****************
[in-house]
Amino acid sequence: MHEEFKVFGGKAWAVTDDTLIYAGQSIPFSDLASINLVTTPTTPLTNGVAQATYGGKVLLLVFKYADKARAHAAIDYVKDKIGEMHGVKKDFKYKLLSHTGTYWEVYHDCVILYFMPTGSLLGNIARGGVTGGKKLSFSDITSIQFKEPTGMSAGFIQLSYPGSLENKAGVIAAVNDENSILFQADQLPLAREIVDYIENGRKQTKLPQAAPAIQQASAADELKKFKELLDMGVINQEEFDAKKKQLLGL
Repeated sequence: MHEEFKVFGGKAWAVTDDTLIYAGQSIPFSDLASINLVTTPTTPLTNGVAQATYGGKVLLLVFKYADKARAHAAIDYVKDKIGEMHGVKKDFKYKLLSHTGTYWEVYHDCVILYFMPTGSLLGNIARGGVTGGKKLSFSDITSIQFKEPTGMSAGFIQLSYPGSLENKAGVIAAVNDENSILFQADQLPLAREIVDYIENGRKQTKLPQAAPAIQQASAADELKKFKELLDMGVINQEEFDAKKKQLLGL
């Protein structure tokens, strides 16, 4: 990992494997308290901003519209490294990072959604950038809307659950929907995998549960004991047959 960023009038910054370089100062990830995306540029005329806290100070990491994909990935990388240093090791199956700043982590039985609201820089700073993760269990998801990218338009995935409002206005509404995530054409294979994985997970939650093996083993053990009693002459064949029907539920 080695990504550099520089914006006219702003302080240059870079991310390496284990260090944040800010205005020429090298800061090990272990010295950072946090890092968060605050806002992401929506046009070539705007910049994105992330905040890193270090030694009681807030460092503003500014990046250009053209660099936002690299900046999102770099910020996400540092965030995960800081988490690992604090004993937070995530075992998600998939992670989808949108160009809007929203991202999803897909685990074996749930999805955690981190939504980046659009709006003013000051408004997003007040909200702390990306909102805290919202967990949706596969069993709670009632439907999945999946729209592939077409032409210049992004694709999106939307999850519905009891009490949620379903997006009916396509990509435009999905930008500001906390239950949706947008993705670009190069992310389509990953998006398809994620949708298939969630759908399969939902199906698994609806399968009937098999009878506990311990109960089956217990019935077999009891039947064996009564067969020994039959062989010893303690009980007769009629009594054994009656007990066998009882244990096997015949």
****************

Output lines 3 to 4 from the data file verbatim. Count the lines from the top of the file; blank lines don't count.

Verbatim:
Repeated sequence: MHEEFKVFGGKAWAVTDDTLIYAGQSIPFSDLASINLVTTPTTPLTNGVAQATYGGKVLLLVFKYADKARAHAAIDYVKDKIGEMHGVKKDFKYKLLSHTGTYWEVYHDCVILYFMPTGSLLGNIARGGVTGGKKLSFSDITSIQFKEPTGMSAGFIQLSYPGSLENKAGVIAAVNDENSILFQADQLPLAREIVDYIENGRKQTKLPQAAPAIQQASAADELKKFKELLDMGVINQEEFDAKKKQLLGL
């Protein structure tokens, strides 16, 4: 990992494997308290901003519209490294990072959604950038809307659950929907995998549960004991047959 960023009038910054370089100062990830995306540029005329806290100070990491994909990935990388240093090791199956700043982590039985609201820089700073993760269990998801990218338009995935409002206005509404995530054409294979994985997970939650093996083993053990009693002459064949029907539920 080695990504550099520089914006006219702003302080240059870079991310390496284990260090944040800010205005020429090298800061090990272990010295950072946090890092968060605050806002992401929506046009070539705007910049994105992330905040890193270090030694009681807030460092503003500014990046250009053209660099936002690299900046999102770099910020996400540092965030995960800081988490690992604090004993937070995530075992998600998939992670989808949108160009809007929203991202999803897909685990074996749930999805955690981190939504980046659009709006003013000051408004997003007040909200702390990306909102805290919202967990949706596969069993709670009632439907999945999946729209592939077409032409210049992004694709999106939307999850519905009891009490949620379903997006009916396509990509435009999905930008500001906390239950949706947008993705670009190069992310389509990953998006398809994620949708298939969630759908399969939902199906698994609806399968009937098999009878506990311990109960089956217990019935077999009891039947064996009564067969020994039959062989010893303690009980007769009629009594054994009656007990066998009882244990096997015949």